Mind the Gap, says Geoff Stead referring to the gap between theory and practice in mobile learning. And it is this gap which is perplexing me as we attempt to develop an App (code named Rapid Turbine) for use by German construction apprentices.
Writing in a blog for last year’s MobiMOOC Geoff says:
There are a few academic frameworks that can be useful in evaluating, and reflecting on m-learning:
- Laurillard’s Conversational framework (2002) – showing the different roles that technology can play in the process
- Park’s Pedagogical Framework for Mobile Learning (2011) – offering a simple matrix to map the transactional and/or social closeness of a learning intervention
- Koole’s Model for Framing Mobile Learning (FRAME) – 2009 – showing how the mobile learning is an interaction between the technology, the learner and the context.
The one that most connects with my own thinking is FRAME, because it is quite clear that you any theory about m-learning needs to engage with the technology itself (the device), AND the learner (who they are, what they want), AND their social context.
The reason the definition works for me is exactly the reason why I suspect m-learning has proved so problematic to define precisely. It just isn’t one thing. There may well be one core idea in the middle, but this is heavily influenced by factors that are different in different contexts.
Here are some examples, and contrasting ideas:
- while m-learning at work might be about performance support tools, and access to small nuggets of information; m-learning in the classroom might be more about exploring ideas together, and collaborating on a project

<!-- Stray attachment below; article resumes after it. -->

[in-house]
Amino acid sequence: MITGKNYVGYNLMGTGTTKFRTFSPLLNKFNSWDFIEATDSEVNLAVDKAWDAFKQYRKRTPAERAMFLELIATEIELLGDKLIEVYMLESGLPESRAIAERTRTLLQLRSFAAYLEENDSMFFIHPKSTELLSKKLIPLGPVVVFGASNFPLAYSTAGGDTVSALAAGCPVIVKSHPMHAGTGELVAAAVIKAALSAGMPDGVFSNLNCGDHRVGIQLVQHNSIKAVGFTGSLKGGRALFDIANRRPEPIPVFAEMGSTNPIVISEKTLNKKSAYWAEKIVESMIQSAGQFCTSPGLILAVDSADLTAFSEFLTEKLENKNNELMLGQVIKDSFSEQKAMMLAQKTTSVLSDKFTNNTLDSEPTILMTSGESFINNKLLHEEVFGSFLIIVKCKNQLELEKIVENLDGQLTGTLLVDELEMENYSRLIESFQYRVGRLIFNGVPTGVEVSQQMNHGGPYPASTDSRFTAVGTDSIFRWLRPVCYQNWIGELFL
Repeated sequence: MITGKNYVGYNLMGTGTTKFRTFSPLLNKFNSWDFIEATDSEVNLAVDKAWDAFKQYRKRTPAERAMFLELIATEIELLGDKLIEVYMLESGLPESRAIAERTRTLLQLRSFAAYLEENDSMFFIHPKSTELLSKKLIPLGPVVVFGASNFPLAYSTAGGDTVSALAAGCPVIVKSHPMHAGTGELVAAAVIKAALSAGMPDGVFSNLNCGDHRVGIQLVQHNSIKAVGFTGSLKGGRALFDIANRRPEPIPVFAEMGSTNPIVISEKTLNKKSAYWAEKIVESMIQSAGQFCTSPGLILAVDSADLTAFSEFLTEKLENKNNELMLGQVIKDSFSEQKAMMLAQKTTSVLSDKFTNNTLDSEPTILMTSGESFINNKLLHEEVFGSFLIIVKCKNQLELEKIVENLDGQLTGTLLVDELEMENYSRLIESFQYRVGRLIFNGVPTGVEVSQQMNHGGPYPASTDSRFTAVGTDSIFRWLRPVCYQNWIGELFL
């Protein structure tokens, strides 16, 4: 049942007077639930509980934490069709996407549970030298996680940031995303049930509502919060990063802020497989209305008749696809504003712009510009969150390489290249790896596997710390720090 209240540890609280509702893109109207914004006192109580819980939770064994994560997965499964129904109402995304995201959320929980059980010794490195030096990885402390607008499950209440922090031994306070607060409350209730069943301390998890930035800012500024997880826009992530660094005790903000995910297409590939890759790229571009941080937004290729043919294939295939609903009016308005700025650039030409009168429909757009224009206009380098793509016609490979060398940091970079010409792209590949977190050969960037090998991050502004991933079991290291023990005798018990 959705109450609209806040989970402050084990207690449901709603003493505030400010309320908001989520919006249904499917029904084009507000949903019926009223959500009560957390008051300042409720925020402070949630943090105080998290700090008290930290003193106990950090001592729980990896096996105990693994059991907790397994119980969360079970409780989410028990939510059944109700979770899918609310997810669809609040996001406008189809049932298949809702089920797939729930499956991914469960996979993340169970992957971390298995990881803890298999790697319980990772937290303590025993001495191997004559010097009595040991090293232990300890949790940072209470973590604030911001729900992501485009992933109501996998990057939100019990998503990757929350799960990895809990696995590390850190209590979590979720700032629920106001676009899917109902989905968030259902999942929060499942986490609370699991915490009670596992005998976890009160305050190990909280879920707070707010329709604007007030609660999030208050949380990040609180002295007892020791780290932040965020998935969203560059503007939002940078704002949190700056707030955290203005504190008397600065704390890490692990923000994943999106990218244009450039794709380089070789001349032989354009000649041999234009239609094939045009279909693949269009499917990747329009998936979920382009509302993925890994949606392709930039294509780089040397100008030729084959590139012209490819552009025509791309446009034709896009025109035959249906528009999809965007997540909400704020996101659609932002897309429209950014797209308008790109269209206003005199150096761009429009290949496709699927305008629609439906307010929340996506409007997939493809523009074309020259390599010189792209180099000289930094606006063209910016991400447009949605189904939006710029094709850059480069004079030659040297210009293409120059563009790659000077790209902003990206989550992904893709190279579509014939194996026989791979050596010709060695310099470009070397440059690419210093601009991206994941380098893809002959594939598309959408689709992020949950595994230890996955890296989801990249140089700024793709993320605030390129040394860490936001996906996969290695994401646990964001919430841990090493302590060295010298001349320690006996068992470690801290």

- while m-learning on a field trip might be exploring your environment (GPS / augmented reality / mapping / camera), m-learning in a lecture theatre might be about taking notes, and looking up references.
- while BYOD m-learning might be about sharing critical information via any device; a specific iPad activity will be rely on a specific app on a specific, named device
Folks, these are ALL m-learning, but because the circles in the Venn Diagram are filled with different questions, the resulting answer is different.
The core idea behind Rapid Turbine is that it brings teogther learning in different contexts – in the vocational school, in the industry training centre and in the workplace
Thus the pedagogic design of the App needs to be ‘mutable; to reflect these different designs. In the vocational school learning may be more formal and the app needs to scaffold and support apprentices in linking that formal knowledge to the work based learning gained in practice.
In the training centre the use of the App is focused on gaining practical work based knowledge and the presentation of learning materials and learning support needs to reflect that use. In the workplace, the App may be more needed to provide information and knowledge based on the other settings.
The different dimensions of the App should adapt to these different contexts of use. Collaboration, communication and data sharing will vary in each context of use. Thus a use case based on a single scenario or context will only provide us limited help.
Perhaps a dimension or scale lacking in these frameworks is that of depth and breadth, which can be seen as key in linking both the different kinds of knowledge and learning and the different resources which support scaffolded learning.
If we take a particular work task as the basis for an application (as Rapid Turbine does which is why it is high in authenticity and situatedness) then at some points apprentices will want to progress in more depth which perhaps brings in more theoretical learning and in other cases with more breadth which provides more contextual links to other work tasks (and arguably to more holistic work tasks).
The App needs to overcome not just a gap between theory and practice in mobile learning design but the gap between theory and practice in skilled construction work and the gap between informal and formal learning. And that is not easy